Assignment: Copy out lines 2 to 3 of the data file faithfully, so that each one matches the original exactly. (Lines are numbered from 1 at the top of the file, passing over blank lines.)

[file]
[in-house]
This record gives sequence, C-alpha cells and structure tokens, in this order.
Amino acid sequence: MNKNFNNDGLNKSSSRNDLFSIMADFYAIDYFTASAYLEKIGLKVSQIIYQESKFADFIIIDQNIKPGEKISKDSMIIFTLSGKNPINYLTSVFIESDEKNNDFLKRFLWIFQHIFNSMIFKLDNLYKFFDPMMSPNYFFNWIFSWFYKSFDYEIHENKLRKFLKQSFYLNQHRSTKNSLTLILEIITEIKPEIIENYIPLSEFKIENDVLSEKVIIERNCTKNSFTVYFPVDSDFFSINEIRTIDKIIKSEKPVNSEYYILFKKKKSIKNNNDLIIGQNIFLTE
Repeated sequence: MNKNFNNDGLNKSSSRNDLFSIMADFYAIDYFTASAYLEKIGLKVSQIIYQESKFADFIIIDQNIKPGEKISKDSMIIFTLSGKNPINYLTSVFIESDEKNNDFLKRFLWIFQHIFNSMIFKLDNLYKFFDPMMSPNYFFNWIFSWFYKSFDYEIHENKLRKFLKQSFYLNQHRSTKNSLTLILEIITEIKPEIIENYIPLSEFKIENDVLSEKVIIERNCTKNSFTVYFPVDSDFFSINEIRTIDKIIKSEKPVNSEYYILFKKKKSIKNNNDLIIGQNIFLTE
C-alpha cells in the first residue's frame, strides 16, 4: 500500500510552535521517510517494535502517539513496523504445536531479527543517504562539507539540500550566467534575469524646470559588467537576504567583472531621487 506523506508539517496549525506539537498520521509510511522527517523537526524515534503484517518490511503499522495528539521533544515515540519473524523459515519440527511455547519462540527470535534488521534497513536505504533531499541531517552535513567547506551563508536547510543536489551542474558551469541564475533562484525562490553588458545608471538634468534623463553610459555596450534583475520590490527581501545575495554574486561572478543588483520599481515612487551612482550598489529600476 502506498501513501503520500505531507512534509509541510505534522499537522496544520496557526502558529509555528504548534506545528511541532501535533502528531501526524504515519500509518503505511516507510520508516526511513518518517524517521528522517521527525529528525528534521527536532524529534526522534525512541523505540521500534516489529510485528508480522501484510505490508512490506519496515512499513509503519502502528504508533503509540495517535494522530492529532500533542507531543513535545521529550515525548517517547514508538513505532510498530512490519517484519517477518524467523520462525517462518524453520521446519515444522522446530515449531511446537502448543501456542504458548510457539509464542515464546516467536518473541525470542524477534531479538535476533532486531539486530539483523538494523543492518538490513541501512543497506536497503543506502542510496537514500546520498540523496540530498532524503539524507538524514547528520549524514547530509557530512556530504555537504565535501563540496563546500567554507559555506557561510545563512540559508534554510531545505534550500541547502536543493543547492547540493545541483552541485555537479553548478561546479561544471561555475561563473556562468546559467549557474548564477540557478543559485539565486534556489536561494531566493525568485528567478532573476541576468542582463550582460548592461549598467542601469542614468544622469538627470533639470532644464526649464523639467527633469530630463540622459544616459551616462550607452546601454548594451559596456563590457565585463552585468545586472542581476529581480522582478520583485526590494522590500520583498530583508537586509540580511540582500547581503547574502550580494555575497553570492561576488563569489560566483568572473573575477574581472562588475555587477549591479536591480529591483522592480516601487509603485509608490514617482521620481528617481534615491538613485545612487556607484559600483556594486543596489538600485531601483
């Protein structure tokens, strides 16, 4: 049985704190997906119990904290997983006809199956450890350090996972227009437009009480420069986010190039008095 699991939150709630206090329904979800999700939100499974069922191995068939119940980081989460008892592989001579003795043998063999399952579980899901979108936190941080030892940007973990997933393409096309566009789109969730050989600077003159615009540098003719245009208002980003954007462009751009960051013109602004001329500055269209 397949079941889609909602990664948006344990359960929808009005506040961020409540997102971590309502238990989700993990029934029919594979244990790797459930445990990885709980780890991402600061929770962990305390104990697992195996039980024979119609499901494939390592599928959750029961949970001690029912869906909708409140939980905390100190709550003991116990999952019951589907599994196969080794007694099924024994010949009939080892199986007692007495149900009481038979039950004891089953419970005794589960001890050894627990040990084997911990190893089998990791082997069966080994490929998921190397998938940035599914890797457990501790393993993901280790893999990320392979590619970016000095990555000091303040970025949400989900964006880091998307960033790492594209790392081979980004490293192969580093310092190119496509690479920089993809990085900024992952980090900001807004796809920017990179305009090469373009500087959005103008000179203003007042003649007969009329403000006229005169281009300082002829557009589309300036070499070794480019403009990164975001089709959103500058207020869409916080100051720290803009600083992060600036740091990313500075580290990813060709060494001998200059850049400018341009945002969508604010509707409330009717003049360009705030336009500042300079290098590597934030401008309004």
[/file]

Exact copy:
This record gives sequence, C-alpha cells and structure tokens, in this order.
Amino acid sequence: MNKNFNNDGLNKSSSRNDLFSIMADFYAIDYFTASAYLEKIGLKVSQIIYQESKFADFIIIDQNIKPGEKISKDSMIIFTLSGKNPINYLTSVFIESDEKNNDFLKRFLWIFQHIFNSMIFKLDNLYKFFDPMMSPNYFFNWIFSWFYKSFDYEIHENKLRKFLKQSFYLNQHRSTKNSLTLILEIITEIKPEIIENYIPLSEFKIENDVLSEKVIIERNCTKNSFTVYFPVDSDFFSINEIRTIDKIIKSEKPVNSEYYILFKKKKSIKNNNDLIIGQNIFLTE